The biggest rebrand in the recent history of British commercial radio has not, insists star presenter Christian O'Connell, been an Absolute disaster. The network formerly known as Virgin Radio has lost half a million listeners, one-fifth of its audience, since it changed its name in September.
The switch to Absolute, which followed the station's sale to the Times of India media group in a £53.2m deal, has also prompted a writ from the vodka company of (give or take a letter) the same name, an action which is ongoing. O'Connell is relaxed about it all. "Yes, it's going well, I've got a big bonus and a £750,000 pension for life," he banters. "To be fair, [management] predicted this from day one. They actually predicted it would go down by more, so there was no feeling of 'oh my gosh'."
The breakfast-show presenter was even taken along by his bosses to meetings with advertising agencies, aimed at convincing the station's commercial supporters that the venture was not in meltdown. "It's being honest," he says. "They bought into the story that we are 14 weeks old and starting out from scratch; it's not just a rebrand – it's almost like a relaunch."
For O'Connell, it's almost like a rebirth, in spite of the fact that he still broadcasts from the same building in London's Golden Square that has been his workplace since he left Xfm for Virgin more than three years ago.
Clearly he had become deeply unhappy under the old regime. "Things did get pretty bad," he says. "There wasn't a lot of morale in the building in the last year or so of Virgin Radio. I was getting very frustrated, not getting any support and I was, to be really honest, looking to leave. I was having conversations with other commercial stations and the BBC."
He is scathing about the network's previous management teams. "I think it hadn't been very well looked after by various owners. Scottish Media Group didn't really invest in it, didn't really know what they had on their hands. There were a lot of dull grey suits and corporate kiss-arses."
O'Connell didn't care for the music policy, either. "This time last year, we weren't even allowed to play Kings of Leon at breakfast, and they're a massive band – my dad bloody likes Kings of Leon. Terry Wogan would play Kings of Leon; it's embarrassing – I was being outrocked by Wogan."
Absolute, particularly chief operating officer Clive Dickens, has encouraged O'Connell to get his "mojo" back and rediscover the formula that has won him five Sony Gold Awards. "We can do a lot more, and they're letting us take as many risks as at Xfm, which is pretty rare when you are on a big and mainstream station," says the presenter.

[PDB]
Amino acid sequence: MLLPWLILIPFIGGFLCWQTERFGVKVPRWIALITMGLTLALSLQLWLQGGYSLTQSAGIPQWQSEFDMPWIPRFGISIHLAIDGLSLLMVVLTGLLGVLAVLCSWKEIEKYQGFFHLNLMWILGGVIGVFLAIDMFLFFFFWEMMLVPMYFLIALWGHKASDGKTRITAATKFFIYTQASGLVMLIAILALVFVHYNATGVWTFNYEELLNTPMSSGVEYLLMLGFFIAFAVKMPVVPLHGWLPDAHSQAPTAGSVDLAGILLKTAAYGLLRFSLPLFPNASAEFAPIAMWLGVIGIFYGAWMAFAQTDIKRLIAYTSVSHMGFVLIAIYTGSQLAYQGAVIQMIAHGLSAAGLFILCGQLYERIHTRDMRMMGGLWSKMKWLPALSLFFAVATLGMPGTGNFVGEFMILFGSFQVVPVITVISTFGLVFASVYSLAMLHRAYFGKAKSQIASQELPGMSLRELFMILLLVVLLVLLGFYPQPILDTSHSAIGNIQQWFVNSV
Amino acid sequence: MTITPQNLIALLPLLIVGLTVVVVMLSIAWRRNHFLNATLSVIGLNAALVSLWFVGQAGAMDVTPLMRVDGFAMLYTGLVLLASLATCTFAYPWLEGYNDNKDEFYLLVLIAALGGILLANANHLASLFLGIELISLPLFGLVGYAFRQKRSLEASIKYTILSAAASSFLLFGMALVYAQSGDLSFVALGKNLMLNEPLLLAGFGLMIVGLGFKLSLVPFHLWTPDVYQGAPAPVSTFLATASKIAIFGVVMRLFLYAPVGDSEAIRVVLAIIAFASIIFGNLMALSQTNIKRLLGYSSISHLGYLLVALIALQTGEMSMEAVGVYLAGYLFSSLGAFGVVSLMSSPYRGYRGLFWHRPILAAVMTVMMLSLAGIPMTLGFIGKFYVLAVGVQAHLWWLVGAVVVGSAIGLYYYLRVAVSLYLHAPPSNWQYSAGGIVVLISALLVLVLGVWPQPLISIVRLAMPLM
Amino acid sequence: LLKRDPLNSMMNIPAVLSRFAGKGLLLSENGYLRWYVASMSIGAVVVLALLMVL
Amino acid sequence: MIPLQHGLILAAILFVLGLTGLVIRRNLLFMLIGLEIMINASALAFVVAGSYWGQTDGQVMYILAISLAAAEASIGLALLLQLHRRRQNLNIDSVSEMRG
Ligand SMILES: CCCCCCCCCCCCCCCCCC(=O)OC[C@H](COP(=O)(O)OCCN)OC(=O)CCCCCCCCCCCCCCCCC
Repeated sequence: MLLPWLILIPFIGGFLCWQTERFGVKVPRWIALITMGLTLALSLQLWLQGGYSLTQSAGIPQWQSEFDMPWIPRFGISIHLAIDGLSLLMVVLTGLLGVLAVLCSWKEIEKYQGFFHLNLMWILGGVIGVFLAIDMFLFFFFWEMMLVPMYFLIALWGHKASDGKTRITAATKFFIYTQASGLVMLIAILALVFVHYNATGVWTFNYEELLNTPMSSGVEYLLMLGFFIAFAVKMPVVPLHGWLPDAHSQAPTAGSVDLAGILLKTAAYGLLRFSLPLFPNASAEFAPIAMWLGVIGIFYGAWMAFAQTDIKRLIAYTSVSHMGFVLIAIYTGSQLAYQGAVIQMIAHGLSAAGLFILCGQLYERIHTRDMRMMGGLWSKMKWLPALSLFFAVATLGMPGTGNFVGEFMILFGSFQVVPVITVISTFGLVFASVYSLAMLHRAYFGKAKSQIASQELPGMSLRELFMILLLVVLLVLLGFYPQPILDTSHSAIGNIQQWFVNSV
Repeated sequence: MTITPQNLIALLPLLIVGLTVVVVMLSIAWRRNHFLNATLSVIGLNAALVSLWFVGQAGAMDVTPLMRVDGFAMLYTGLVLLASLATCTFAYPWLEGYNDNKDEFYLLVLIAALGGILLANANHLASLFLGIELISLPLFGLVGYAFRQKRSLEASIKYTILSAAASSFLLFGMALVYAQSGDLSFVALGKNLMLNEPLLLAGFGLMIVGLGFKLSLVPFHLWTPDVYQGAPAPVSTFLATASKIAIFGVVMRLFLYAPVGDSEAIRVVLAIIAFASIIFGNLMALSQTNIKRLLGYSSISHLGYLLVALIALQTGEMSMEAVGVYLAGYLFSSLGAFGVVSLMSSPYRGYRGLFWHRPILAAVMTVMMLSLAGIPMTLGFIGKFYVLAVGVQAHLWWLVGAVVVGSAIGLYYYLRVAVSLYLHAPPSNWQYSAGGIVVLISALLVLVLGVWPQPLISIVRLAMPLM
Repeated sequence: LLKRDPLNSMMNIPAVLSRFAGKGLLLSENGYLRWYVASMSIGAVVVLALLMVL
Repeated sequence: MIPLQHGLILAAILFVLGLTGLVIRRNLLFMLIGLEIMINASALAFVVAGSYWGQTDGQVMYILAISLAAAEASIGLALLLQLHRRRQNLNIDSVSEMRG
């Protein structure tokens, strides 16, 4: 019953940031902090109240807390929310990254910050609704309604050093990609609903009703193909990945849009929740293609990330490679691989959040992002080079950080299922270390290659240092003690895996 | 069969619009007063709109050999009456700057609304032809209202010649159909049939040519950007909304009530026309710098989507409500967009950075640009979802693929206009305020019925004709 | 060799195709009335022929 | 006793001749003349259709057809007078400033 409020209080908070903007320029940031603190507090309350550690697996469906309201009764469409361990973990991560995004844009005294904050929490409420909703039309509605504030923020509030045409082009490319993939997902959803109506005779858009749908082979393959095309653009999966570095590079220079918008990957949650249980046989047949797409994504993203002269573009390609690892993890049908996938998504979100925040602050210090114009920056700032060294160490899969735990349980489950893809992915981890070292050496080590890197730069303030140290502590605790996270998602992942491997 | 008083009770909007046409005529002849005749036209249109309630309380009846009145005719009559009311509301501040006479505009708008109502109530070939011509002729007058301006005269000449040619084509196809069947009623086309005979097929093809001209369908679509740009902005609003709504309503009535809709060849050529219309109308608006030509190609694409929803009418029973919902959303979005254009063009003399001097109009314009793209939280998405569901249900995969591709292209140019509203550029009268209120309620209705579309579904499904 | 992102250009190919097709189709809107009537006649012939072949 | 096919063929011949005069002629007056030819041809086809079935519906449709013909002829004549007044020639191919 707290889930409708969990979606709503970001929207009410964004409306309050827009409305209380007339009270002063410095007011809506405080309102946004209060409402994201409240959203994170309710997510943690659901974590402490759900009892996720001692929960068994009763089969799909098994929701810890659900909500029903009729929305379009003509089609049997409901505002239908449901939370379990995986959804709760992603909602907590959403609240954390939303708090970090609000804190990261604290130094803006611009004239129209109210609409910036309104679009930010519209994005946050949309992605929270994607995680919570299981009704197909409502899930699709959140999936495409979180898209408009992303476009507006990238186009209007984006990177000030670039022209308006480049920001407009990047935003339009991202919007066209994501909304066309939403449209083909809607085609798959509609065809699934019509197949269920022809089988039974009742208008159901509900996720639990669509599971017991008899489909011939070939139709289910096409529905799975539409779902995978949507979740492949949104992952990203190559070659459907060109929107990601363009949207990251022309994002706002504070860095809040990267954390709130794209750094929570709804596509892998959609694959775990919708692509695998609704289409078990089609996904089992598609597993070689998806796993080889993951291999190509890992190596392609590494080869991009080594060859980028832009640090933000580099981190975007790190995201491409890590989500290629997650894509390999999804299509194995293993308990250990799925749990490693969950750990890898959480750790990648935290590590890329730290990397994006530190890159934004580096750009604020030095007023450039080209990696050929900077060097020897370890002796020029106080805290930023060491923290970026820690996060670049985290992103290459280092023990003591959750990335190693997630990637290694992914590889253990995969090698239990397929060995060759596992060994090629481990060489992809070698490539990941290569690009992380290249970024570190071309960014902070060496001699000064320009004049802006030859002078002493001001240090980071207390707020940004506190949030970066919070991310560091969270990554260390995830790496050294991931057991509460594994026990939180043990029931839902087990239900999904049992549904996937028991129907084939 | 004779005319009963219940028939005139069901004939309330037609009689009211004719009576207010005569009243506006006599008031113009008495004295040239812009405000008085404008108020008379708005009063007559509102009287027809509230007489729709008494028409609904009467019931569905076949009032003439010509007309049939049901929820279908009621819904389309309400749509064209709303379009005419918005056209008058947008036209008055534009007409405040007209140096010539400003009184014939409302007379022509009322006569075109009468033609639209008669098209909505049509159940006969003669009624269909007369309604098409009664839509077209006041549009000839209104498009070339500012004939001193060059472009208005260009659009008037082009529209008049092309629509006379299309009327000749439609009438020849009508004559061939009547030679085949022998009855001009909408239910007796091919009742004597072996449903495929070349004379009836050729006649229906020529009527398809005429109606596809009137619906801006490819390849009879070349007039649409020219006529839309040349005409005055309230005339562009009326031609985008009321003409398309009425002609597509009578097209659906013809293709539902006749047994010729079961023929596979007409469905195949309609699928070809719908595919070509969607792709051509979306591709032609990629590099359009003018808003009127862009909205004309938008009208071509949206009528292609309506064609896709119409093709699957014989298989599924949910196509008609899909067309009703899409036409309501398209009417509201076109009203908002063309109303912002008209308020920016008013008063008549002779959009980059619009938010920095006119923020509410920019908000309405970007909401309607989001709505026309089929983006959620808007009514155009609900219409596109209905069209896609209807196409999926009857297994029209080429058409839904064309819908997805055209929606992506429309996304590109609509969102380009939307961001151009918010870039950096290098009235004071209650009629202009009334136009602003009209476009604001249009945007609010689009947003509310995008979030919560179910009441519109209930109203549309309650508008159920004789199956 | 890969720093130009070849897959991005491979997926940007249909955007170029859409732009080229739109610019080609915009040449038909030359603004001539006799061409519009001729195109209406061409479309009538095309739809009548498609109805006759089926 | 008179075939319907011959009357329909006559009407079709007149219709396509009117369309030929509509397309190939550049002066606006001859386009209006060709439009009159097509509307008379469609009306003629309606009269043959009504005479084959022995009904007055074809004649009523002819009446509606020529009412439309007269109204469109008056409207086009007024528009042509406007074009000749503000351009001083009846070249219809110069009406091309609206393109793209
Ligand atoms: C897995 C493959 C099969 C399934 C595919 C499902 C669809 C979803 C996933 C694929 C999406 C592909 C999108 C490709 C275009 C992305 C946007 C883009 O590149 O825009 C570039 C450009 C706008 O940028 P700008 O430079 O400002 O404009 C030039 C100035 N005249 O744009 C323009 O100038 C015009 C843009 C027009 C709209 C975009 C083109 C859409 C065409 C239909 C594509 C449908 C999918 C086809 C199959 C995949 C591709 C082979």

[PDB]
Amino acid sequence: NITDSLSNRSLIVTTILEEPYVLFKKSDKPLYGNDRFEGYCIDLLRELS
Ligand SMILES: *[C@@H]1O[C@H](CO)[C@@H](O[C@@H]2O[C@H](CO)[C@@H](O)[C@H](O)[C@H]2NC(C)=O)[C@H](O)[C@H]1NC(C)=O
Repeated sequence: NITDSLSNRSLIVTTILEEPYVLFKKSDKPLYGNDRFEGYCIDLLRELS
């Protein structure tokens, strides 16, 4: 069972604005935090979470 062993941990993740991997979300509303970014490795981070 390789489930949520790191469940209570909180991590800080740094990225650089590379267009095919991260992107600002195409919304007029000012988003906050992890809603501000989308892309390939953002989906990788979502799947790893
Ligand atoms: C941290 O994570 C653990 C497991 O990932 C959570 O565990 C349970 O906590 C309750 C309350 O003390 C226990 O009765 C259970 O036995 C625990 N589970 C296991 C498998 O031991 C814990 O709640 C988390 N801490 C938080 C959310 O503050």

O'Connell, who is still buzzing at having had Bono and The Edge on his show, cites as an example of his liberated role the chance that he recently had to make a radio documentary piece based on a flight to Munich on Coldplay's private aircraft in the company of the band and a couple of Absolute competition winners. "We saw the gig, got on the plane with the band right after the gig, had full access. Rather than just doing a package for breakfast, I took a little Dictaphone everywhere and we made an hour-long documentary. It's only the BBC that normally does that."
As for the music policy, he has brought on board his mother, a nurse in a geriatric ward at a Winchester hospital. "My mum is heavily into new music. She rang me up once about MGMT, she'd seen them on Jools Holland. Now they're a big band but my mum was there before anybody else. We have an open meeting every week, and mum is coming in next time to join the playlist meeting."
He is in the midst of discussing Absolute's television rebranding campaign (it featured a hard-rocking dwarf, which was not O'Connell's idea – though "it sounds like one of mine"), when a fire alarm goes off and he is forced out into the street, shouting "Save yourselves!" Scare over, the staff head back into reception, where the Absolute logo is less obvious than a row of electric guitars signed by selected bands including Kaiser Chiefs, The Fratellis and The Feeling.
A lot may have changed at Golden Square but O'Connell has retained some of the most popular features of his Virgin show, including the celebrity phone-in competition Who's Calling Christian? (which won him his last Sony) and One Last Dream, where school rock bands are reunited in middle age. A space outside the studio, known as The Zoo, remains a fixture, being recently converted by O'Connell into a racetrack for unusually active toddlers. He brought in horse-racing pundit John McCririck to oversee proceedings. "It was great, because he's a racing commentator but he made all the kids cry because he's a huge, shouty man with whiskers and a deerstalker hat."
O'Connell, 35, now has young children of his own (his four-year-old daughter recently reprimanded him for falsely claiming to listeners that he sewed the name tags into her school clothes) and is grateful that Absolute has defined his target audience at males of 35 and over. Virgin Radio, which he says became obsessed with the success of Magic, with its tight music policy and female-skewed audience, was far less masculine. "We are going to target men. For a long time, that had been a word no one had said, because most commercial stations target women. Some of our best callers are women; I wouldn't want to exclude them, because I'm not that kind of ultra-lad presenter, but it is nice having a rough idea of who we are heading for."
He admits, though, that targeting listeners and getting them to tune in is not the same thing. "The opportunity for Absolute Radio is that there are an awful lot of people who don't know what Absolute Radio is," he says. "There were a lot of people that drifted off from Virgin Radio because they got fed up with the monotonous, repetitive music from quite a bland music station. We're trying to get them back – and that's the challenge."Reuse content